Doctor insights on:
How Is Hemorrhoids Treated
Successfully: A new or 'acute' fissure will often respond to simple measures such as softening of the stools (increased water & fiber intake, a mild laxative) and a topical anesthetic. However, a more chronic fissure may be treated with a topical medication to relax the sphincter spasm and allow healing. This works less than 2/3 of the time. When it fails, a small outpatient operation is usually successful. ...Read moreSee 1 more doctor answer
Problem bulge: Prevention with stool softeners is the start. Once advanced enough it is treated surgically. Most of the time it is a bulge into the vagina (rectocele) and an outpatient vaginal surgery. A true prolapse of the rectum through the anus is rare and can be treated rectally, abdominally or vaginally. Vaginal surgery reduces the vaginal bulge and builds up the tissue b/w the anus and vagina to bolster. ...Read moreSee 1 more doctor answer
Home treatment: For most hemorrhoids, home treatment is all you need. This includes slowly adding fiber to your meals, drinking more water, and using over-the-counter ointments for a limited time to stop itching. You also may use stool softeners. Surgery to remove hemorrhoids is generally reserved for when medical treatments fail, or if complications occur. ...Read moreSee 1 more doctor answer
Soak: Sitz baths (soaking in warm water) and ice can both help shrink hemorrhoids temporarily. Avoid pushing or straining when you have a bowel movement. Increase fiber and fluid intake. Don't use a donut pillow - this can actually aggravate hemorrhoids. Wipe gently and avoid irritating the hemorrhoids. Wipes can be irritating. An oily cleanser like balneol can be helpful. See doctor if no improvement. ...Read moreSee 1 more doctor answer
Severity determines: Occasional incontinence of stool with fecal leakage is common, but loss of bowel control particularly without warning may signal a significant infection, inflammatory problem, maldigestive concern, or neurologic disorder. Sometimes, particularly in youths, the condition is behavioral. Often, anal manometry followed by biofeedback can be curative without the need of surgery or medication. ...Read moreSee 1 more doctor answer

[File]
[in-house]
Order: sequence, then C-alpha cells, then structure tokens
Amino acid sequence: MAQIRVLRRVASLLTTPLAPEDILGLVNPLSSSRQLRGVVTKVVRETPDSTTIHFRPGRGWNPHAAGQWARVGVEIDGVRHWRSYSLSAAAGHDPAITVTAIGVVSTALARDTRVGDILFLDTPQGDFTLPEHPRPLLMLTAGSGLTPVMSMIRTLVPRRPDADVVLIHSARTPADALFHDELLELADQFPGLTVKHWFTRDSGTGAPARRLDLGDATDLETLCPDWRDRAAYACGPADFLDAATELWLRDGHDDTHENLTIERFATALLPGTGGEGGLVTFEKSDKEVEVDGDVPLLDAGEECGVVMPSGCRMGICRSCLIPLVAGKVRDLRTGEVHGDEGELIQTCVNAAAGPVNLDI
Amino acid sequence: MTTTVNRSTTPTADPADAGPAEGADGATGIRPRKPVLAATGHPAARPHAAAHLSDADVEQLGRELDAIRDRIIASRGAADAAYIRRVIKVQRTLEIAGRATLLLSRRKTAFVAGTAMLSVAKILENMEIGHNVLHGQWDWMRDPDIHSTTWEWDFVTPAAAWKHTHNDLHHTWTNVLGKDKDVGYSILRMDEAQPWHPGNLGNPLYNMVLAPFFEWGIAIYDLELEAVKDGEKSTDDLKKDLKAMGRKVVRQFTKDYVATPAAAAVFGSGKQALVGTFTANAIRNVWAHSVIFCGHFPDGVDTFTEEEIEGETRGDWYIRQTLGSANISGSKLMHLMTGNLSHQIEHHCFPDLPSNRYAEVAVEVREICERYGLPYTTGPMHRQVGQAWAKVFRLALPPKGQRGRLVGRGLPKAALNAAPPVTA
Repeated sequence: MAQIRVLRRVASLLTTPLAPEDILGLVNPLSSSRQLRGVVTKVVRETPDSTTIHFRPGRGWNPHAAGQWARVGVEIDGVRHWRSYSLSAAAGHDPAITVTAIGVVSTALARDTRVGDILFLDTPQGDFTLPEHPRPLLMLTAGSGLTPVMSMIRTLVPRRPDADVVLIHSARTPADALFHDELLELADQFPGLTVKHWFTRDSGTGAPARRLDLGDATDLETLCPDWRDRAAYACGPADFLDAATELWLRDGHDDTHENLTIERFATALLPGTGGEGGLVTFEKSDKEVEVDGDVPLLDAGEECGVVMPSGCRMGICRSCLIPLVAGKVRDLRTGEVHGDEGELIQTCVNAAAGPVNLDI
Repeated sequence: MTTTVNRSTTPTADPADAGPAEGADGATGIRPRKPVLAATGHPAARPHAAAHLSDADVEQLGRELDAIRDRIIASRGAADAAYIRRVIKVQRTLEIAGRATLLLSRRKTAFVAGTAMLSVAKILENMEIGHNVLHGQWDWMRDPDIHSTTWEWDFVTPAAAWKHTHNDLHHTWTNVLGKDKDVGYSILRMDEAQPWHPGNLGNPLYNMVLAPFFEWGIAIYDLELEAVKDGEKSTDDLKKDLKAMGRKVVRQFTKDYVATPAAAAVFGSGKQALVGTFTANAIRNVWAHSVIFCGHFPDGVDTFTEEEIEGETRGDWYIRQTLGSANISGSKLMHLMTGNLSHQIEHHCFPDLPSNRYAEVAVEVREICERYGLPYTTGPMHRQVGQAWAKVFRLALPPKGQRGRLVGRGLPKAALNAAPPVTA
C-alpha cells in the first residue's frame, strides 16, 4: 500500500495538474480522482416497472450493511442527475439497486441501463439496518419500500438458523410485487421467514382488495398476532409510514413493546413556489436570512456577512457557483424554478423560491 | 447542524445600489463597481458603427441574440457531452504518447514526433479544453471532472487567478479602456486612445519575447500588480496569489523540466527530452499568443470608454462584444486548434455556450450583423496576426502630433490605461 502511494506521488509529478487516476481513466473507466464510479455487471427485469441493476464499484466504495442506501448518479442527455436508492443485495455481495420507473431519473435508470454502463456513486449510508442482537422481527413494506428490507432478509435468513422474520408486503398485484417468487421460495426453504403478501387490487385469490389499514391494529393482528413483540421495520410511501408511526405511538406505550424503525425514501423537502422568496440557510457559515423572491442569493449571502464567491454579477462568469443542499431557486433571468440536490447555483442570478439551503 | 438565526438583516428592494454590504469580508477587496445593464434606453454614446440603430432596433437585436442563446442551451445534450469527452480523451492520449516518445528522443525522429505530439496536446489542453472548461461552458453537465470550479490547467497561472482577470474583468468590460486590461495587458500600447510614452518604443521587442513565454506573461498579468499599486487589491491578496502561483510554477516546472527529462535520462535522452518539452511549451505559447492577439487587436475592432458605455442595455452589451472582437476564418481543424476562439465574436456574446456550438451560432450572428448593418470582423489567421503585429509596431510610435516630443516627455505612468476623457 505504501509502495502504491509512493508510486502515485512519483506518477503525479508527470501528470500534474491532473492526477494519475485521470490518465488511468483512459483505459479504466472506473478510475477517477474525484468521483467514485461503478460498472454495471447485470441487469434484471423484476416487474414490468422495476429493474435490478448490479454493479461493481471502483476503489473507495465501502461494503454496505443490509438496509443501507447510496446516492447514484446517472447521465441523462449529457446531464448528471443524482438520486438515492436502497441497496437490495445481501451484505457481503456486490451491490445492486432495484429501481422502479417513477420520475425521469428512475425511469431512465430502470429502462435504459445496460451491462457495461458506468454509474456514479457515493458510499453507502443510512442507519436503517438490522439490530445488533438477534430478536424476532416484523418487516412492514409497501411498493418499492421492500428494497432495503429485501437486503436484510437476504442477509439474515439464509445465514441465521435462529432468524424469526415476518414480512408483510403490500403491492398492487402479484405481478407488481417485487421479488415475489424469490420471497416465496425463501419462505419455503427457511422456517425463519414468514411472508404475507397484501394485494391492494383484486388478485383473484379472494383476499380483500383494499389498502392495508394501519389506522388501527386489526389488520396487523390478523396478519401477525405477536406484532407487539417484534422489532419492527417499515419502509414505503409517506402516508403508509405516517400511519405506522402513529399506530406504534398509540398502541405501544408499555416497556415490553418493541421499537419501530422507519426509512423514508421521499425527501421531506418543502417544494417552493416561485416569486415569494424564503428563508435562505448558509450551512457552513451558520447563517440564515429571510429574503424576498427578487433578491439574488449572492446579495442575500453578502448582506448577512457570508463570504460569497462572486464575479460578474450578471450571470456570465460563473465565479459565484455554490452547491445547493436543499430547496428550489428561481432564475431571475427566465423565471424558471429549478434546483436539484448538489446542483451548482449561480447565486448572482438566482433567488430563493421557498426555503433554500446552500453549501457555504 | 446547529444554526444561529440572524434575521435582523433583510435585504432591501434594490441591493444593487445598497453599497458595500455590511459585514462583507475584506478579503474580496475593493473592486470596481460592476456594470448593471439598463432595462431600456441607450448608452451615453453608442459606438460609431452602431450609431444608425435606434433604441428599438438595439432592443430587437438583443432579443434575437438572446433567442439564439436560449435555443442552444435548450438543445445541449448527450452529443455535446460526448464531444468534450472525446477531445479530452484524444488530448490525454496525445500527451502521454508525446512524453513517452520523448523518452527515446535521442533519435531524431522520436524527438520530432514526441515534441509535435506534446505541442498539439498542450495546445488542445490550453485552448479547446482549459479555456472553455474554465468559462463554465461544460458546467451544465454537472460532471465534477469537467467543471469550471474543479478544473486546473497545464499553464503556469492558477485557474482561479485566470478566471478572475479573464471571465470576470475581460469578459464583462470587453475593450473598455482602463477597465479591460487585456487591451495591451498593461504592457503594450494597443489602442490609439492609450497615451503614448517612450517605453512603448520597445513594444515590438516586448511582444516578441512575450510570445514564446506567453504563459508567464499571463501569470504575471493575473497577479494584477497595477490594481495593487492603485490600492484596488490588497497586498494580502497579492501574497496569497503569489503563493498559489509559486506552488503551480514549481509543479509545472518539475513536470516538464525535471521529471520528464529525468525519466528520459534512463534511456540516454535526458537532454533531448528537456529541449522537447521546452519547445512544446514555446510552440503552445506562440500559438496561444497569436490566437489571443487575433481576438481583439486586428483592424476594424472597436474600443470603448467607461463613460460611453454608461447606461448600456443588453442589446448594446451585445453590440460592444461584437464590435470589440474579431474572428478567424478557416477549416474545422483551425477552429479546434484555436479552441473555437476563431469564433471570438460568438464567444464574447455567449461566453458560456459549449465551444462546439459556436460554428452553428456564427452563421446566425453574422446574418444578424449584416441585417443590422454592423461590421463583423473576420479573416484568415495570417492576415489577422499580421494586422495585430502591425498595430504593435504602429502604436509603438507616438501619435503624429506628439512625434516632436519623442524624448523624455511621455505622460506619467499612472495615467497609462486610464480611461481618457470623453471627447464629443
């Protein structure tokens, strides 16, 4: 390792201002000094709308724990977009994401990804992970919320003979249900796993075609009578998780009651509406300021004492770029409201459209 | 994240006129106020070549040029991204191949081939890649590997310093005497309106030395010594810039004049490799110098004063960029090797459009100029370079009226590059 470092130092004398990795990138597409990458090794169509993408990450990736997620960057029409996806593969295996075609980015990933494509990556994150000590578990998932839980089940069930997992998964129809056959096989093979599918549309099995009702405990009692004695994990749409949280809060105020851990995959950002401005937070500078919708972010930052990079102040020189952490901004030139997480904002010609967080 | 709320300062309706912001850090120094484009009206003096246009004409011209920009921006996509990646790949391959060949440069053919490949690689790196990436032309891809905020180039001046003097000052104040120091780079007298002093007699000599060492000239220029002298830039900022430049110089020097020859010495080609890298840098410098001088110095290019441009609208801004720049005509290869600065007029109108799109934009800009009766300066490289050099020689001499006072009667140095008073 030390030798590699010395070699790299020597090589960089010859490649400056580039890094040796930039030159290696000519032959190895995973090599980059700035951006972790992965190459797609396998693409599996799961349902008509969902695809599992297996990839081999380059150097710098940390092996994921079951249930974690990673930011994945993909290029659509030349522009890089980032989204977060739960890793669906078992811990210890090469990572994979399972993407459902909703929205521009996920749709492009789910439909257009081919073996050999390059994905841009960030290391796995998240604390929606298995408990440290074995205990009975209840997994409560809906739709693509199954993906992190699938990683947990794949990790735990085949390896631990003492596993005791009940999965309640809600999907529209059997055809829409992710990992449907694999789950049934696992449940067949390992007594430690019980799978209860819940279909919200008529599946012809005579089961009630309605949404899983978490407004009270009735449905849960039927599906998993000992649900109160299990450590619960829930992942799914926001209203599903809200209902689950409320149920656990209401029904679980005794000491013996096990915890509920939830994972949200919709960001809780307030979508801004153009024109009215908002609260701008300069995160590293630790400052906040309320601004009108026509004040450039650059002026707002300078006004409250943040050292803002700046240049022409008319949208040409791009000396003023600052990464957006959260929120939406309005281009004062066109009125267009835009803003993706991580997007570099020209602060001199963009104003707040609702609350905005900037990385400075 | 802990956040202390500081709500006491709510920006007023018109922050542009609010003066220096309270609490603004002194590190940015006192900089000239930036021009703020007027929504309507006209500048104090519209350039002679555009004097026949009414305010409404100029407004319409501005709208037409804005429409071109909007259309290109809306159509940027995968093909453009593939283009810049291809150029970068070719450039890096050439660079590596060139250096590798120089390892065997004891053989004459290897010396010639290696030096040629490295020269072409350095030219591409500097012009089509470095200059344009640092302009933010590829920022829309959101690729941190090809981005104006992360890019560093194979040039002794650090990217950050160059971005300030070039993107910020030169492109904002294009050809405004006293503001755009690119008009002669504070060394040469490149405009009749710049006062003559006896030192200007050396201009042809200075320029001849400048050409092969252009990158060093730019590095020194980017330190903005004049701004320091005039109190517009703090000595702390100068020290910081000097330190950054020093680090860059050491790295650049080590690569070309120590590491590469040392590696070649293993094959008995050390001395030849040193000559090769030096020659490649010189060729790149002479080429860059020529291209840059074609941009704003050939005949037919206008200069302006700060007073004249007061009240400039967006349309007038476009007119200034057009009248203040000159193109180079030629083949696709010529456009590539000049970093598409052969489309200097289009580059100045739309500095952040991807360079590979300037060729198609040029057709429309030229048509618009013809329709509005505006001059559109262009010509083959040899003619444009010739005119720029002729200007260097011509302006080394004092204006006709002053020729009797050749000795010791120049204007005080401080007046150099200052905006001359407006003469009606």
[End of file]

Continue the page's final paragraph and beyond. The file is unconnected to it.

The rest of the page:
Ulcerative Colitis: The cause of Ulcerative Colitis is unknown. We know there is an increased risk if there is a family history, so genetics plays a part. Look at the National Library of Medicine's section on UC for a good synopsis of symptoms and general approaches to treatment. http://www.ncbi.nlm.nih.gov/pubmedhealth/PMH0001296/#adam_000250.disease.causes ...Read more
Itchy Butt; Caffeine: Is the most common cause of anal itching not hemorrhoids as stated win the ads. Pinworms can be another cause usually in children after playing in the dirt. But cokes, coffee, tea, chocolate, and energy drinks like red bull have lots of caffeine leading to severe itching and bleeding, even waking you from your sleep at night clawing at your bottom. Stop the caffeine! ...Read moreSee 1 more doctor answer
Before treatment...: Could you be referring to fissures, fistula, abscess? Sexually transmitted disease (syphilis, gc, hiv, etc.) should be considered. Hemorrhoids & rectal prolapse can appear as an outward bulging. Anal trauma of any kind may cause mechanical injury. Skin eruptions need to be considered. Evaluation is recommended to distinguish serious versus less concerning reasons for your problem before treatment. ...Read more
Conservatively: A very common problem that affects millions in your age bracket. Try conservative measures like stool softness on a regular basis, regular exercises and daily Sitz baths with Epson salt. There are some OTC hemorrhoid all creams you can also try. Get your GP examine these on your next check up for a proper assessment. ...Read more
Multiple ways: Once endometriosis is diagnosed (usually with surgery), depending on the severity, it can be treated with hormone suppressing medications. Sometimes in mild cases, oral contraceptive pills can help. In severe cases where large cysts have formed or where it is causing blockage of the bowels or urinary system, surgery is needed and may require a hysterectomy with removal of the ovaries. ...Read moreSee 1 more doctor answer
Trauma: The most common cause would be from traumatic child birth but it can also happen from other vaginal or anal trauma or from some inflammatory bowel conditions. It is treated surgically by removing it and re closing the tissue around it. If not repaired you are at increased risk of vaginal infections. ...Read more
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